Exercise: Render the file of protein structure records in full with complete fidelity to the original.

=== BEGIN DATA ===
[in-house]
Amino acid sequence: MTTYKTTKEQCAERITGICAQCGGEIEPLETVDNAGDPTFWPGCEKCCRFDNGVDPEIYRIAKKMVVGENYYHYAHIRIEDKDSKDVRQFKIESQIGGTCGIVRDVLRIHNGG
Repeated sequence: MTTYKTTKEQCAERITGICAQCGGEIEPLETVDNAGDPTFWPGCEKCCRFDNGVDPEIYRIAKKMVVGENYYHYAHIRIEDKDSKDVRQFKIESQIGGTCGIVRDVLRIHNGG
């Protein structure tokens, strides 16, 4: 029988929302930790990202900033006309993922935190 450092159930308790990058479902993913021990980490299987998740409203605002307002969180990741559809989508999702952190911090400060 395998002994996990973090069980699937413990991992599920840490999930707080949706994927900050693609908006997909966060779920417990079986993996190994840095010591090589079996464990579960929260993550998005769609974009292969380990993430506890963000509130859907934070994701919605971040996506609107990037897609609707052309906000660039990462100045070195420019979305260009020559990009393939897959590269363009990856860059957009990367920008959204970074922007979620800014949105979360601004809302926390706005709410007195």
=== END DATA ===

[in-house]
Amino acid sequence: MTTYKTTKEQCAERITGICAQCGGEIEPLETVDNAGDPTFWPGCEKCCRFDNGVDPEIYRIAKKMVVGENYYHYAHIRIEDKDSKDVRQFKIESQIGGTCGIVRDVLRIHNGG
Repeated sequence: MTTYKTTKEQCAERITGICAQCGGEIEPLETVDNAGDPTFWPGCEKCCRFDNGVDPEIYRIAKKMVVGENYYHYAHIRIEDKDSKDVRQFKIESQIGGTCGIVRDVLRIHNGG
């Protein structure tokens, strides 16, 4: 029988929302930790990202900033006309993922935190 450092159930308790990058479902993913021990980490299987998740409203605002307002969180990741559809989508999702952190911090400060 395998002994996990973090069980699937413990991992599920840490999930707080949706994927900050693609908006997909966060779920417990079986993996190994840095010591090589079996464990579960929260993550998005769609974009292969380990993430506890963000509130859907934070994701919605971040996506609107990037897609609707052309906000660039990462100045070195420019979305260009020559990009393939897959590269363009990856860059957009990367920008959204970074922007979620800014949105979360601004809302926390706005709410007195």